Discovering Marsala

Monday, June 12, 2017

Marsala is definitely a lovely town. It is fairly clean (despite some dog owners who do not believe in picking up after their pet) and we could have easily have spent a week here to discover more hidden treasures! Because there is so much to see and do in the area, our 4 days stay will barely suffice… But with a “less is more” frame of mind, we will thoroughly enjoying what we can do!

As we were visiting the main church (Chiesa Madre), we had a personal encounter with one of the church coordinators who so enthusiastically shared his knowledge of the church history and architecture. He then proceeded to take us to a smaller baroque church in the neighbourhood and left us with the custodian, who told us about some renovation projects that took place within these beautiful walls. No organized tours can provide you with this kind of personal encounters… they are so special!

We continued our walk towards Piazza/Porta Garibaldi and came about a large township building (on the left) with a lovely square in the centre: no traffic, no noise, a tall fountain and some tables under some huge trees… What do you say? Lunch? For sure! The only restaurant is called Bar Comunale and if you find it, stay for a while and relax. It is family operated and the Sicilian “Pasta al forno” is home made and delicious.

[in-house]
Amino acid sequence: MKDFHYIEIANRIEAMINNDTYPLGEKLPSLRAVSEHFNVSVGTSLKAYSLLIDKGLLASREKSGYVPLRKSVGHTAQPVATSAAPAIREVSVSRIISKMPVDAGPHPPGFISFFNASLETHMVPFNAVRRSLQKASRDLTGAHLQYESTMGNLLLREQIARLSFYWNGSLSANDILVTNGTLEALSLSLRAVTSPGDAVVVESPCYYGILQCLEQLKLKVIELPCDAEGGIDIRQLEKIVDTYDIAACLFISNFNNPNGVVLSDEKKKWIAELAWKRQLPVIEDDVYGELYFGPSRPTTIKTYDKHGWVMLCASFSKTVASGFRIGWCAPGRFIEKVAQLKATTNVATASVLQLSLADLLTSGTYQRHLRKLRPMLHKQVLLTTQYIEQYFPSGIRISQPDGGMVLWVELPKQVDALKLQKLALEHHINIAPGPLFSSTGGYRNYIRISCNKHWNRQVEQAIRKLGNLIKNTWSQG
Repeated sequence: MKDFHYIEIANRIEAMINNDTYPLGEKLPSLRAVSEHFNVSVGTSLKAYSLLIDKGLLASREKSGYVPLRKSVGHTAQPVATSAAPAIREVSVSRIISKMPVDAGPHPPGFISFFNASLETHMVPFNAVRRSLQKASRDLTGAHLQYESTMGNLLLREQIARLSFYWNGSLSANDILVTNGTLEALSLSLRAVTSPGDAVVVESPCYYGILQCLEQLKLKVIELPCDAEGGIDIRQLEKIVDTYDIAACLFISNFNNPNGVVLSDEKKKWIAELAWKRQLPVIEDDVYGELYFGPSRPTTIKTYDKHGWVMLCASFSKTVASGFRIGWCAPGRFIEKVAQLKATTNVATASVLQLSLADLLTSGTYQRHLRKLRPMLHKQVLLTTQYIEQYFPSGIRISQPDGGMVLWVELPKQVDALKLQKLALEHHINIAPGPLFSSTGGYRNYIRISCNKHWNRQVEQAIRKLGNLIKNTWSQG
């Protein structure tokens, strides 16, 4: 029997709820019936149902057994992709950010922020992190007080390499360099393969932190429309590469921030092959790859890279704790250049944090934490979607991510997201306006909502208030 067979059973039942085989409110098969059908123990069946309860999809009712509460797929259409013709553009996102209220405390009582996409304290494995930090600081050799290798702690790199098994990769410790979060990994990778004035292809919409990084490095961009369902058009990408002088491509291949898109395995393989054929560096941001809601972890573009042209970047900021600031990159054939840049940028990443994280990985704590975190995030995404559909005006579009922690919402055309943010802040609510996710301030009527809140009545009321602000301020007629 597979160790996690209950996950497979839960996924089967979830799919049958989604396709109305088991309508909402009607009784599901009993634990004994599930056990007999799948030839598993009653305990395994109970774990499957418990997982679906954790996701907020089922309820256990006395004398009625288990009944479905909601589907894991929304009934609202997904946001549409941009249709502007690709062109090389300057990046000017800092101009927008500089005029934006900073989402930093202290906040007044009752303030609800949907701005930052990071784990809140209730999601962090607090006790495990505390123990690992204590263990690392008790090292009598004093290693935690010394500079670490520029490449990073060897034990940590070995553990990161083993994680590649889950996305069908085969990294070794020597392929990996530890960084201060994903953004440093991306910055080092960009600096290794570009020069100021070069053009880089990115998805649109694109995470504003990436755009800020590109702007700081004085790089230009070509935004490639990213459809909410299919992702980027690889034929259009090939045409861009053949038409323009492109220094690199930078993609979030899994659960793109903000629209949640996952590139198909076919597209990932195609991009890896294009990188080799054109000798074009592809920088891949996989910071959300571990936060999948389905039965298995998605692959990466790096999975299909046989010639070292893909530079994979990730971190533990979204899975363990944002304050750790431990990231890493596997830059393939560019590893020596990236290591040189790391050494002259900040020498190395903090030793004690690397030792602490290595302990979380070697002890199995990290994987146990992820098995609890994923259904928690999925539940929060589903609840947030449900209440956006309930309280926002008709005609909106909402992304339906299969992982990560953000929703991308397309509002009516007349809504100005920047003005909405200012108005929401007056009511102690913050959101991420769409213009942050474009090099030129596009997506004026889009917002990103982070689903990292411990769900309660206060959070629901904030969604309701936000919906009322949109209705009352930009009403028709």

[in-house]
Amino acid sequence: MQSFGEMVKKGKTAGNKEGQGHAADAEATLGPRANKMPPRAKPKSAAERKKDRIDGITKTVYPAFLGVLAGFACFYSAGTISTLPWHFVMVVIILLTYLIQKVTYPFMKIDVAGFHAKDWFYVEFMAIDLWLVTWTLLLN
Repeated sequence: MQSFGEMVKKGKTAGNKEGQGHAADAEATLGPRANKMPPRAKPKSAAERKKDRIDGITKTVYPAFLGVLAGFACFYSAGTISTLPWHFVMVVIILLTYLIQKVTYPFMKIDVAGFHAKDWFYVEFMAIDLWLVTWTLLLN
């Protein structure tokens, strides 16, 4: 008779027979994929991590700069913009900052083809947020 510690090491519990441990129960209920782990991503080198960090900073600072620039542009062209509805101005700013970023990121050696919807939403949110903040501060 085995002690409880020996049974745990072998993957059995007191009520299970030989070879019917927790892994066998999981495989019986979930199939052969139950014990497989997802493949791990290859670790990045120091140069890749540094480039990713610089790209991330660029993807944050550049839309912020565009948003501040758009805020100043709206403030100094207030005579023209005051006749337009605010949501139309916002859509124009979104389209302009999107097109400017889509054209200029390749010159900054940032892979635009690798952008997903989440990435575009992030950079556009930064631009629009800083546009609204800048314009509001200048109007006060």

Mondays are your unlucky days if you plan to visit any museums in Italy! It is baffling, but that’s how it is. We will have to postpone our visit of the Baglio Anselmi museum to another day, hopefully fitting it in on Wednesday morning, before leaving Marsala.

As the evening unfolded, we had to great experiences. For the first one, you would have guessed right if you thought it involved… dinner, of course! Guessing the second one would be very unlikely because it involved live singing by a powerful gospel group on the steps of the cathedral. WOW!

We had dinner at Porkao (, a superb steakhouse! I never thought I would enjoy a steak in Italy, but my tournedos was perfectly cooked. The restaurant atmosphere was refined, the service impeccable, and everything we ate was delicious!

After you are shown to your table, you are welcomed with a complimentary bruschetta and a glass of champagne. What I love the most when you dine in Italy is that you can take all the time you want… there is absolutely no rush. There is usually a table fee (varying between 2 and 4.50 euros), meaning that the table is yours until you decide to leave. The restaurant was recommended by Andrea, our very nice host, and it definitely has our vote too!

After dinner and music, time for bed!



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